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Hofstra Law Review

Abstract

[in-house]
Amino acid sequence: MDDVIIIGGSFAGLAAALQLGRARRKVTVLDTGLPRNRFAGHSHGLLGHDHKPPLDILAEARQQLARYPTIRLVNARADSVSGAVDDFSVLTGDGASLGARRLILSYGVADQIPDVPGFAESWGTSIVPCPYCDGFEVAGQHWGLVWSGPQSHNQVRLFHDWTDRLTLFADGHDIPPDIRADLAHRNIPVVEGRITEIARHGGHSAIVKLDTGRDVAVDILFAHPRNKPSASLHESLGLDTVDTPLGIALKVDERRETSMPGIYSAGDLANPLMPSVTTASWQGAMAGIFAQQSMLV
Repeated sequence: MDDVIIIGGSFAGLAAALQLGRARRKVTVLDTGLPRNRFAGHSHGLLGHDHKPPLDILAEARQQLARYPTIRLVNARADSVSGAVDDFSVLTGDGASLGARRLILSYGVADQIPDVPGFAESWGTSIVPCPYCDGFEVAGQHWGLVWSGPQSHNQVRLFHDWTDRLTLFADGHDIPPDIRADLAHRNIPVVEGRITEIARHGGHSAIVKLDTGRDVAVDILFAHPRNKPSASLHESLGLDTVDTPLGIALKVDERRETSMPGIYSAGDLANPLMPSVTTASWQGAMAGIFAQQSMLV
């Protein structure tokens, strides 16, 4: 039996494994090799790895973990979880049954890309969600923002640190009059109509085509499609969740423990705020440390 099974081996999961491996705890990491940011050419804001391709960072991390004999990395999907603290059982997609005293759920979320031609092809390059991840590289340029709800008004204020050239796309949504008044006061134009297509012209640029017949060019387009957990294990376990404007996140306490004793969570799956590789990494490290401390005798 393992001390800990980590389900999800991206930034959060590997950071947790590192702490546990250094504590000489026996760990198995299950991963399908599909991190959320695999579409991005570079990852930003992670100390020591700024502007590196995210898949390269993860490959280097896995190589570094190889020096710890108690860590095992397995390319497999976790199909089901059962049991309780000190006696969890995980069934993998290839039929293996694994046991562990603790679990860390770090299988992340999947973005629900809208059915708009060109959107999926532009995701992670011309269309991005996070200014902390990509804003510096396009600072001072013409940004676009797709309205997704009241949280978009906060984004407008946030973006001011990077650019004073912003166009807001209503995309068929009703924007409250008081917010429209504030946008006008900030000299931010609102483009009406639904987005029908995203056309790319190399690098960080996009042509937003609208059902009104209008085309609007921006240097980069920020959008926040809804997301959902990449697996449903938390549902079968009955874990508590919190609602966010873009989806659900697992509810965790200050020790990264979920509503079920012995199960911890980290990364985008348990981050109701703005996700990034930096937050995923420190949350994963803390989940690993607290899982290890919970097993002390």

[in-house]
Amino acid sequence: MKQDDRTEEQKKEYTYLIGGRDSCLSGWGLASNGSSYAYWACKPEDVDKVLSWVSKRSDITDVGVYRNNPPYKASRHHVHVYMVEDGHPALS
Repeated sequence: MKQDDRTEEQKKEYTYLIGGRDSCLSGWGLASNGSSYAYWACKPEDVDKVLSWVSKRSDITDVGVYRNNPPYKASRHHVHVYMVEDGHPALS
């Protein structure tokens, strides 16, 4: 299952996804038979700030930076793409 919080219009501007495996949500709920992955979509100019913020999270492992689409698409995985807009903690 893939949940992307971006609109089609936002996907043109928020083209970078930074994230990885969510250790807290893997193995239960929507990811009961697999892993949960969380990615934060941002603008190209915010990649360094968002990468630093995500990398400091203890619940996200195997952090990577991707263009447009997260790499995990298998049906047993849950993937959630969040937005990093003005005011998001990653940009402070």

The freedom of clients to discharge their lawyers at any time, with or without cause, greatly facilitates competition among lawyers. An era of lawyer mobility that has destabilized law firms and rewarded lawyers able to command the loyalty of their clients rests on the simple and largely unquestioned premise that clients should be free to discharge their lawyers, with or without cause and even, under most circumstances, in contravention of contract. This Article explores the norm of client choice and its impact on the market for legal services. It discusses the historical foundations of the norm, the policy reasons for and against the freedom accorded to clients to change their lawyers at any time, and ways in which the exercise of client choice is limited by application of other principles of law and ethics. For a comparative perspective, it also looks to standards of medical ethics to see the relative roles of consumer choice over service providers in the two professions.

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